This information was developed by the Publications Committee of the American Society for Gastrointestinal Endoscopy (ASGE). For more information about ASGE, visit www.asge.org.
This information is intended only to provide general guidance. It does not provide definitive medical advice. It is important that you consult your doctor about your specific condition.
Approximately 150,000 new cases of colorectal cancer are diagnosed every year in the United States and nearly 50,000 people die from the disease. It has been estimated that increased awareness and screening would save at least 30,000 lives each year. Colorectal cancer is highly preventable and can be detected by testing even before there are symptoms. The American Society for Gastrointestinal Endoscopy encourages everyone over 50, or those under 50 with a family history or other risk factors, to be screened for colorectal cancer.
A colonoscopy screening exam is almost always done on an outpatient basis. The procedure typically takes less than 45 minutes.
Test your knowledge about colorectal cancer (CRC) screening. If you think the answer is true or mostly true, answer true. If you think the answer is false or mostly false, answer false.
Beginning at age 50, men and women should have:
An annual occult blood test on spontaneously passed stool (at a minimum);
A flexible sigmoidoscopy every 5 years; or,
A complete colonoscopy every 10 years.
Important: You may need to begin periodic screening colonoscopy earlier than age 50 years if you have a personal or family history of colorectal cancer, polyps or long-standing ulcerative colitis.
In a colonoscopy, the physician passes the endoscope through your rectum and into the colon, allowing the physician to examine the tissue of the colon wall for abnormalities such as polyps.
The endoscope is a thin, flexible tube with a camera and a light on the end of it. During the procedure, images of the colon wall are simultaneously viewed on a monitor.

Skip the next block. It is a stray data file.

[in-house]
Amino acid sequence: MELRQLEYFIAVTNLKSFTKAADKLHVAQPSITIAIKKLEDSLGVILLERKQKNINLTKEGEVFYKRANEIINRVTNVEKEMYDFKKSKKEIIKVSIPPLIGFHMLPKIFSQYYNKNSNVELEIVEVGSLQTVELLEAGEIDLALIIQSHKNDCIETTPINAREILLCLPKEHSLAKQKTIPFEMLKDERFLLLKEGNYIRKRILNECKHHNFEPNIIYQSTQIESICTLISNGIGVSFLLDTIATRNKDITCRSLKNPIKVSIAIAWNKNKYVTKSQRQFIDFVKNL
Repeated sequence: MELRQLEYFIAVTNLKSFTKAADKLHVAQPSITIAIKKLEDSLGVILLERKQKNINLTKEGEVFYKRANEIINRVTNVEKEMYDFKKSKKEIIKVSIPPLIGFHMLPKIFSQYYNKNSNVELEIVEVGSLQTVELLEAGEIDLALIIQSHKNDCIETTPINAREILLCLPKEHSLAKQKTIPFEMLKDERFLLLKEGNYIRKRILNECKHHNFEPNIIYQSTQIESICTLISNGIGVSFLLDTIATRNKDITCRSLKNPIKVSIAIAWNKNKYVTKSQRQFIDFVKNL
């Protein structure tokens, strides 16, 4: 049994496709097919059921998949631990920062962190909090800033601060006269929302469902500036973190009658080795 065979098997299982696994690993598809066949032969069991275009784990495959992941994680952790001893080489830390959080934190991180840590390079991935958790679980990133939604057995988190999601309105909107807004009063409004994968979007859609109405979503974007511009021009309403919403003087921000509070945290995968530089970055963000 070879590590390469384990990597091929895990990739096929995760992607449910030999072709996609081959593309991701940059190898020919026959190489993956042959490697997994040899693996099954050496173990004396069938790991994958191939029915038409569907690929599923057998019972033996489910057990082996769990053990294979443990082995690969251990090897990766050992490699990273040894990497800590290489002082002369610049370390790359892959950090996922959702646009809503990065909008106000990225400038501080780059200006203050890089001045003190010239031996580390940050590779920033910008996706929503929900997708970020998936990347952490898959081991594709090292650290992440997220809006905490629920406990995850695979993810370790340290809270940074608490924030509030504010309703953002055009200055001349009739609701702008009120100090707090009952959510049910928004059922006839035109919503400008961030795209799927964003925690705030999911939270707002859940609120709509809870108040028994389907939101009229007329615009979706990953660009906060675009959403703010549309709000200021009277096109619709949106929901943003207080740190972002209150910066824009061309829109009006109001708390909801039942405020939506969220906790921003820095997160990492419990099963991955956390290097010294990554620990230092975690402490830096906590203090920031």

For Your InformationThe American Society for Gastrointestinal Endoscopy encourages you to talk with your healthcare provider about colon cancer screening and encourages everyone over the age of 50 to undergo the appropriate screening. If your primary healthcare provider has recommended a colonoscopy, you can find a physician with specialized training in these GI endoscopic procedures by using the free Find a Doctor tool on ASGE's Web site at www.screen4coloncancer.org. For more information about colon cancer screening, visit www.screen4coloncancer.org.
Important Reminder: This information is intended only to provide general guidance. It does not provide definitive medical advice. It is very important that you consult your doctor about your specific condition.
Since its founding in 1941, the American Society for Gastrointestinal Endoscopy (ASGE) has been dedicated to advancing patient care and digestive health by promoting excellence in gastrointestinal endoscopy. ASGE, with more than 11,000 members worldwide, promotes the highest standards for endoscopic training and practice, fosters endoscopic research, and is the foremost resource for endoscopic education.
This patient education brochure was developed by the Publications Committee of the American Society for Gastrointestinal Endoscopy. This information is the opinion of and provided by the American Society for Gastrointestinal Endoscopy.
American Society for Gastrointestinal Endoscopy www.asge.org and www.screen4coloncancer.org
Copyright Â©2010. American Society for Gastrointestinal Endoscopy. All rights reserved. This information may not be reproduced without express written permission by ASGE. For permission requests, please contact the ASGE Communications Department at 630-673-0600.